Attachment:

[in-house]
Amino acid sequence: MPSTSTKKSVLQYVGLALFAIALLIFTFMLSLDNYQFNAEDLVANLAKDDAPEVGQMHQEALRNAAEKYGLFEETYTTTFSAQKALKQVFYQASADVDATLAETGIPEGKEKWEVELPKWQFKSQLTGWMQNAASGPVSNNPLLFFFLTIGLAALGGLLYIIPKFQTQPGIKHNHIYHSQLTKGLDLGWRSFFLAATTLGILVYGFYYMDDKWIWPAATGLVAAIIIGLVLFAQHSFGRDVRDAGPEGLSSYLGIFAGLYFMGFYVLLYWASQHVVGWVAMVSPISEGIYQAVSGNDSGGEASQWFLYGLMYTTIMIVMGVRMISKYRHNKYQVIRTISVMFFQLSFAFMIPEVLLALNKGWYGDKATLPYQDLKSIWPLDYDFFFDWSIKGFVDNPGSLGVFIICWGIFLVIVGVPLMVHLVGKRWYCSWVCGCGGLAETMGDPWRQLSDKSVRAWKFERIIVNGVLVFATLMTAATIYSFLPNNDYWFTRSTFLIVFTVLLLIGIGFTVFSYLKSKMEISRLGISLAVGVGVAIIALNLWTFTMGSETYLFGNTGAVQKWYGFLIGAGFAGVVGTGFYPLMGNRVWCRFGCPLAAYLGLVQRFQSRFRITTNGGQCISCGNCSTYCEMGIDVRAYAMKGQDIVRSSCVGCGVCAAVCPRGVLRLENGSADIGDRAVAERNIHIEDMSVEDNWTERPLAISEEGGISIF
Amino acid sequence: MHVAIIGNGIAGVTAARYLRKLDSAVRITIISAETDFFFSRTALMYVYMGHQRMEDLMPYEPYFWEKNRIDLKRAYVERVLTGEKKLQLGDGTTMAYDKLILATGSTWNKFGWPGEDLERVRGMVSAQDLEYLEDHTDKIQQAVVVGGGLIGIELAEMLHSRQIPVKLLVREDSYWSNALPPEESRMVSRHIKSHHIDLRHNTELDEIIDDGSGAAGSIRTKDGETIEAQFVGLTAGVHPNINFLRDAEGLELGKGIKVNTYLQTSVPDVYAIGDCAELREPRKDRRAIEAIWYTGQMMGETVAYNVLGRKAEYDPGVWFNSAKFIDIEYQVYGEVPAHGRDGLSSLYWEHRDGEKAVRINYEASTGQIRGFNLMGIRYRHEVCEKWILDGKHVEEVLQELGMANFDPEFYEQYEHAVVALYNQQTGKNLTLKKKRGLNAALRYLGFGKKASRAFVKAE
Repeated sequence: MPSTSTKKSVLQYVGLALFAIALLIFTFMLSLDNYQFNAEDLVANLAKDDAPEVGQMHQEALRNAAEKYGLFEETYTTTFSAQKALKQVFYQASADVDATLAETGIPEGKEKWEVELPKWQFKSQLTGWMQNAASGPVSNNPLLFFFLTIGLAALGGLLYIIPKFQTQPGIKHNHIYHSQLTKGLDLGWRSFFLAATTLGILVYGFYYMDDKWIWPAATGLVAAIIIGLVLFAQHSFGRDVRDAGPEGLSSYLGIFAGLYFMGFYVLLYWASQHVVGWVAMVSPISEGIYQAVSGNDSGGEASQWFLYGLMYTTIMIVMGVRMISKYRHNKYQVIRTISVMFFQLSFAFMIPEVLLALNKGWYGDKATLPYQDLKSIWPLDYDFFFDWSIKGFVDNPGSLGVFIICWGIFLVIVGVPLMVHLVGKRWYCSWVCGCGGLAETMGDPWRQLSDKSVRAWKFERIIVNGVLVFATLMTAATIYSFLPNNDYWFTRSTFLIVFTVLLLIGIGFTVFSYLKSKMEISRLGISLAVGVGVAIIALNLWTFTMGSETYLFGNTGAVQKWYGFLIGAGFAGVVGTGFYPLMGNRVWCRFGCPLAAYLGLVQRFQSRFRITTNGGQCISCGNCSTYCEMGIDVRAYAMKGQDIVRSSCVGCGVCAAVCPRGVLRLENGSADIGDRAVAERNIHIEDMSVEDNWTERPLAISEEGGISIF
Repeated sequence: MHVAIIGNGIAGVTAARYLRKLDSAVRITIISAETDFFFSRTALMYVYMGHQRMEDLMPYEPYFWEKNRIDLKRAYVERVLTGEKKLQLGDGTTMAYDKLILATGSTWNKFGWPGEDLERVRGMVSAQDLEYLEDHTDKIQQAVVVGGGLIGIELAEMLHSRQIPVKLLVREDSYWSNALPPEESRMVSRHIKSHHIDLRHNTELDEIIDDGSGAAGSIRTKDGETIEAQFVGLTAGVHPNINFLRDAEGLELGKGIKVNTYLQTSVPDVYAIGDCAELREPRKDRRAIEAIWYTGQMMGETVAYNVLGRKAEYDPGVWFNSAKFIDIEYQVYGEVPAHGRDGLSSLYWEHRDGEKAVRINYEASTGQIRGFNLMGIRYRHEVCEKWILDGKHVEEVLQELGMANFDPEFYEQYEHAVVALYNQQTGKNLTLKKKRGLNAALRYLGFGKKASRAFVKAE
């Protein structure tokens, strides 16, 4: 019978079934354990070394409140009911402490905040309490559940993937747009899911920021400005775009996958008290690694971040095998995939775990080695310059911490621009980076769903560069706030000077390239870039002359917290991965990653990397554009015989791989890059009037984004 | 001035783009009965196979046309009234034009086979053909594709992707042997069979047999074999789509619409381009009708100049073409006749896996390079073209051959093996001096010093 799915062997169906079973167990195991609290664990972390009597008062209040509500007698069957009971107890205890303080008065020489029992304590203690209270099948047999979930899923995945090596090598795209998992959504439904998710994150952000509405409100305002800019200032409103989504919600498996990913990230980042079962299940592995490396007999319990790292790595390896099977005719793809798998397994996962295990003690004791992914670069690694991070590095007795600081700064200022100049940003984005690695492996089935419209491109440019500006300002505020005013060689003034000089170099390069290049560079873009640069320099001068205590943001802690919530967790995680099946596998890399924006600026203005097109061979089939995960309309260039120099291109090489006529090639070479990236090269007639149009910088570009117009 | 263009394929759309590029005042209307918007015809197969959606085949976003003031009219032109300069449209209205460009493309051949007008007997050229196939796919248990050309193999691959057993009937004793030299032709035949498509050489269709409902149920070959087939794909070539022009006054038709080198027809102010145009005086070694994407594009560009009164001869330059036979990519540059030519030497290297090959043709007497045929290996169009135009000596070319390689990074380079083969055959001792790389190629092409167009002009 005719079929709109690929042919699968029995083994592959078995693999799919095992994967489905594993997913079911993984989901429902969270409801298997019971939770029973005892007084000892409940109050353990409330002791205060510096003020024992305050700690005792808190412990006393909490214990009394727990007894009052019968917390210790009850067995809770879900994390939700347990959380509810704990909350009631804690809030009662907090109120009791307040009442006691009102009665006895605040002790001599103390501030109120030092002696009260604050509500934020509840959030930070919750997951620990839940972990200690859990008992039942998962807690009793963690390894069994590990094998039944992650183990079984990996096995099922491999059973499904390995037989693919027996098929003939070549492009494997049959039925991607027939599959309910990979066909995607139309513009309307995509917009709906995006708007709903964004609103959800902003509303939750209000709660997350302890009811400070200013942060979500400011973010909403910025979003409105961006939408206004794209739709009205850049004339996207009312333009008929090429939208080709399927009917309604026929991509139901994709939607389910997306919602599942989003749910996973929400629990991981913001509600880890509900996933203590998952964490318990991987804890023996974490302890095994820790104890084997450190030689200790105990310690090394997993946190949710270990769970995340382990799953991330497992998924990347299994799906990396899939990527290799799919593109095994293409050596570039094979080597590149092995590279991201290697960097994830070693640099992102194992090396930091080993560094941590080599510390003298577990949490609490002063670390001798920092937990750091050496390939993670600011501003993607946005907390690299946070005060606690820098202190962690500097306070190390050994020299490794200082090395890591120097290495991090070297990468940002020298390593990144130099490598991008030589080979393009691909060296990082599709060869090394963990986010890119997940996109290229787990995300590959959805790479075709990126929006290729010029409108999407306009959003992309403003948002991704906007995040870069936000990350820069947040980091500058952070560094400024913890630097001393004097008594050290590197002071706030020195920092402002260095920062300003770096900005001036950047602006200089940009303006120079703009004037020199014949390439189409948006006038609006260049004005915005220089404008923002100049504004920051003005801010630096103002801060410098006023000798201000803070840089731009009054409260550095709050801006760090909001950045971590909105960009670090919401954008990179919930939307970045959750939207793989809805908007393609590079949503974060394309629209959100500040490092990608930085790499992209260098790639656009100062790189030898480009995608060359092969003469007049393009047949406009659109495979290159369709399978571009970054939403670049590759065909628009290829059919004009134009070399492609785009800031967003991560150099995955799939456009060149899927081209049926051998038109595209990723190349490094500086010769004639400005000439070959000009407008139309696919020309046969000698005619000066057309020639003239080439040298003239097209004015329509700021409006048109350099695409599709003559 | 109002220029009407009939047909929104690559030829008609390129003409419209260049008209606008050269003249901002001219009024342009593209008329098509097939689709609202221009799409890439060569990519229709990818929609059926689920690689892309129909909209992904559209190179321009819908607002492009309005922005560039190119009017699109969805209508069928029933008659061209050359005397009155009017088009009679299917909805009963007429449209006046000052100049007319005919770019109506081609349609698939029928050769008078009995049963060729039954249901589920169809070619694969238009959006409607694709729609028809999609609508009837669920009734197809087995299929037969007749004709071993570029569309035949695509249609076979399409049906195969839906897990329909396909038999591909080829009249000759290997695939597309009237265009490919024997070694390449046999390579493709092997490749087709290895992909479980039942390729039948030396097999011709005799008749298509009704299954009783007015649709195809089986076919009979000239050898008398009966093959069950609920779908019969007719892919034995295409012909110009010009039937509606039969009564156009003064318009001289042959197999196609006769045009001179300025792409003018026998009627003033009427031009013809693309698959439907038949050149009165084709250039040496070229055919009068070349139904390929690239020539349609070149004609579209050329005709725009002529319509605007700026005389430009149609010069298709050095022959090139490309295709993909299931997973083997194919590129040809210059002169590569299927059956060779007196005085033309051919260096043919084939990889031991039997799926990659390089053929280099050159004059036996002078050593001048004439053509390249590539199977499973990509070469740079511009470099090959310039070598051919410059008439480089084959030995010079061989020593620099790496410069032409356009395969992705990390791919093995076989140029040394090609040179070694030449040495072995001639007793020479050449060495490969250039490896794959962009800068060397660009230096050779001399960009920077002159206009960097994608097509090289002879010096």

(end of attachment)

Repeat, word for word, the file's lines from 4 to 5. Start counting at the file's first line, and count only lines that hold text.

Repeated sequence: MPSTSTKKSVLQYVGLALFAIALLIFTFMLSLDNYQFNAEDLVANLAKDDAPEVGQMHQEALRNAAEKYGLFEETYTTTFSAQKALKQVFYQASADVDATLAETGIPEGKEKWEVELPKWQFKSQLTGWMQNAASGPVSNNPLLFFFLTIGLAALGGLLYIIPKFQTQPGIKHNHIYHSQLTKGLDLGWRSFFLAATTLGILVYGFYYMDDKWIWPAATGLVAAIIIGLVLFAQHSFGRDVRDAGPEGLSSYLGIFAGLYFMGFYVLLYWASQHVVGWVAMVSPISEGIYQAVSGNDSGGEASQWFLYGLMYTTIMIVMGVRMISKYRHNKYQVIRTISVMFFQLSFAFMIPEVLLALNKGWYGDKATLPYQDLKSIWPLDYDFFFDWSIKGFVDNPGSLGVFIICWGIFLVIVGVPLMVHLVGKRWYCSWVCGCGGLAETMGDPWRQLSDKSVRAWKFERIIVNGVLVFATLMTAATIYSFLPNNDYWFTRSTFLIVFTVLLLIGIGFTVFSYLKSKMEISRLGISLAVGVGVAIIALNLWTFTMGSETYLFGNTGAVQKWYGFLIGAGFAGVVGTGFYPLMGNRVWCRFGCPLAAYLGLVQRFQSRFRITTNGGQCISCGNCSTYCEMGIDVRAYAMKGQDIVRSSCVGCGVCAAVCPRGVLRLENGSADIGDRAVAERNIHIEDMSVEDNWTERPLAISEEGGISIF
Repeated sequence: MHVAIIGNGIAGVTAARYLRKLDSAVRITIISAETDFFFSRTALMYVYMGHQRMEDLMPYEPYFWEKNRIDLKRAYVERVLTGEKKLQLGDGTTMAYDKLILATGSTWNKFGWPGEDLERVRGMVSAQDLEYLEDHTDKIQQAVVVGGGLIGIELAEMLHSRQIPVKLLVREDSYWSNALPPEESRMVSRHIKSHHIDLRHNTELDEIIDDGSGAAGSIRTKDGETIEAQFVGLTAGVHPNINFLRDAEGLELGKGIKVNTYLQTSVPDVYAIGDCAELREPRKDRRAIEAIWYTGQMMGETVAYNVLGRKAEYDPGVWFNSAKFIDIEYQVYGEVPAHGRDGLSSLYWEHRDGEKAVRINYEASTGQIRGFNLMGIRYRHEVCEKWILDGKHVEEVLQELGMANFDPEFYEQYEHAVVALYNQQTGKNLTLKKKRGLNAALRYLGFGKKASRAFVKAE